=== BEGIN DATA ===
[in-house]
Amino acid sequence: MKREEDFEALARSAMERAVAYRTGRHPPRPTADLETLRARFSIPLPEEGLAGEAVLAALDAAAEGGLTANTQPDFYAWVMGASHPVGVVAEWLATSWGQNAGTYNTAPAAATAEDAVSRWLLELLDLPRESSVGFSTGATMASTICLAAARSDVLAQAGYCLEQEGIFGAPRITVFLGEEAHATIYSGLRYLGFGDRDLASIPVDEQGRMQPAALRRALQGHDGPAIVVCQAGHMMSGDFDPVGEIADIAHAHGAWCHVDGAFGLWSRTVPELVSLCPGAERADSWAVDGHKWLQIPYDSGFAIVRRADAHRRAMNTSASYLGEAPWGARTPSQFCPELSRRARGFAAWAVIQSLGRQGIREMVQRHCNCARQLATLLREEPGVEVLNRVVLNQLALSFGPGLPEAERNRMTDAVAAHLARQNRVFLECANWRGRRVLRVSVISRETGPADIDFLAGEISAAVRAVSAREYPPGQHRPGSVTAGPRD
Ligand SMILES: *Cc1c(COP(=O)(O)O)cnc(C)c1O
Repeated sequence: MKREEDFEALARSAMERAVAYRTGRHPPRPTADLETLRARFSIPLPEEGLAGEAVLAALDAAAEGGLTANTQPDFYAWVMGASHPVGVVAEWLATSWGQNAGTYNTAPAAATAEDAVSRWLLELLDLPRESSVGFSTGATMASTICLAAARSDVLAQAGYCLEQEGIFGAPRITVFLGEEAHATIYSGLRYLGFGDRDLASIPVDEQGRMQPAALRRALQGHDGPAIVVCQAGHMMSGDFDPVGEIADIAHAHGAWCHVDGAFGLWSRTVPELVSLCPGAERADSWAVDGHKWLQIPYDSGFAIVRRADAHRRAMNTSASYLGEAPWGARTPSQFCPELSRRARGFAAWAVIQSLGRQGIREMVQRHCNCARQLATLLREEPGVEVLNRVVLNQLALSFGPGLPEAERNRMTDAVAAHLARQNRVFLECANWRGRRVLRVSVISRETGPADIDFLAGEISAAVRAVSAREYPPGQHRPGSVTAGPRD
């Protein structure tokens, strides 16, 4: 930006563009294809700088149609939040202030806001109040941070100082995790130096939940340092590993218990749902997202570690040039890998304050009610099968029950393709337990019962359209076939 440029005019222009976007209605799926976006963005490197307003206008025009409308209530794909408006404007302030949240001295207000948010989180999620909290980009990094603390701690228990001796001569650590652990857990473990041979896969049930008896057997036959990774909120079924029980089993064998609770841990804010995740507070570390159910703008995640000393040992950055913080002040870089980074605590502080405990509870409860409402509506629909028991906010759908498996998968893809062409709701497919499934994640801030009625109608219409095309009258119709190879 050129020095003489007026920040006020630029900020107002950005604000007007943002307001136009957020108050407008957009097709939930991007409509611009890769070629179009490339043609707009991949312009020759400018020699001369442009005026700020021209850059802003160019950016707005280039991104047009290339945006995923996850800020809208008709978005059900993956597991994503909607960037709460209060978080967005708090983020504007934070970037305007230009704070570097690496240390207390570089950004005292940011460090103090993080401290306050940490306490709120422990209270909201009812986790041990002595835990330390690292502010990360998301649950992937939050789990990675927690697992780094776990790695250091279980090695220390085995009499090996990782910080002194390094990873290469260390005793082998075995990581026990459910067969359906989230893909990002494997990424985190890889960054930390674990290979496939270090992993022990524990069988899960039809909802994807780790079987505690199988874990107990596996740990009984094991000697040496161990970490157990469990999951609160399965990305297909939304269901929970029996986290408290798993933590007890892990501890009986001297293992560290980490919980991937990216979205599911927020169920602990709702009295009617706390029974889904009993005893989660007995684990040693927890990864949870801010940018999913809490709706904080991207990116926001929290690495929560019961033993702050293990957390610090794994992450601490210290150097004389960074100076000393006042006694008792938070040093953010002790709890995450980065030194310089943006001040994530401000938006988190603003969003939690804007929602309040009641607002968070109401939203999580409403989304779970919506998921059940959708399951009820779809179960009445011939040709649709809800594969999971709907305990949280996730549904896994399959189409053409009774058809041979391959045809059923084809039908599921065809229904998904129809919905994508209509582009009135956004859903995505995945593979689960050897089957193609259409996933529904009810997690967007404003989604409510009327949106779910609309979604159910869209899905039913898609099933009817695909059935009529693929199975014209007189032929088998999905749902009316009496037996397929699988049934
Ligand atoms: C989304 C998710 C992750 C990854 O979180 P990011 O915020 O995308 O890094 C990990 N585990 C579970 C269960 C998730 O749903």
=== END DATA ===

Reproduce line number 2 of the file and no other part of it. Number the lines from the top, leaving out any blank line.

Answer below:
Amino acid sequence: MKREEDFEALARSAMERAVAYRTGRHPPRPTADLETLRARFSIPLPEEGLAGEAVLAALDAAAEGGLTANTQPDFYAWVMGASHPVGVVAEWLATSWGQNAGTYNTAPAAATAEDAVSRWLLELLDLPRESSVGFSTGATMASTICLAAARSDVLAQAGYCLEQEGIFGAPRITVFLGEEAHATIYSGLRYLGFGDRDLASIPVDEQGRMQPAALRRALQGHDGPAIVVCQAGHMMSGDFDPVGEIADIAHAHGAWCHVDGAFGLWSRTVPELVSLCPGAERADSWAVDGHKWLQIPYDSGFAIVRRADAHRRAMNTSASYLGEAPWGARTPSQFCPELSRRARGFAAWAVIQSLGRQGIREMVQRHCNCARQLATLLREEPGVEVLNRVVLNQLALSFGPGLPEAERNRMTDAVAAHLARQNRVFLECANWRGRRVLRVSVISRETGPADIDFLAGEISAAVRAVSAREYPPGQHRPGSVTAGPRD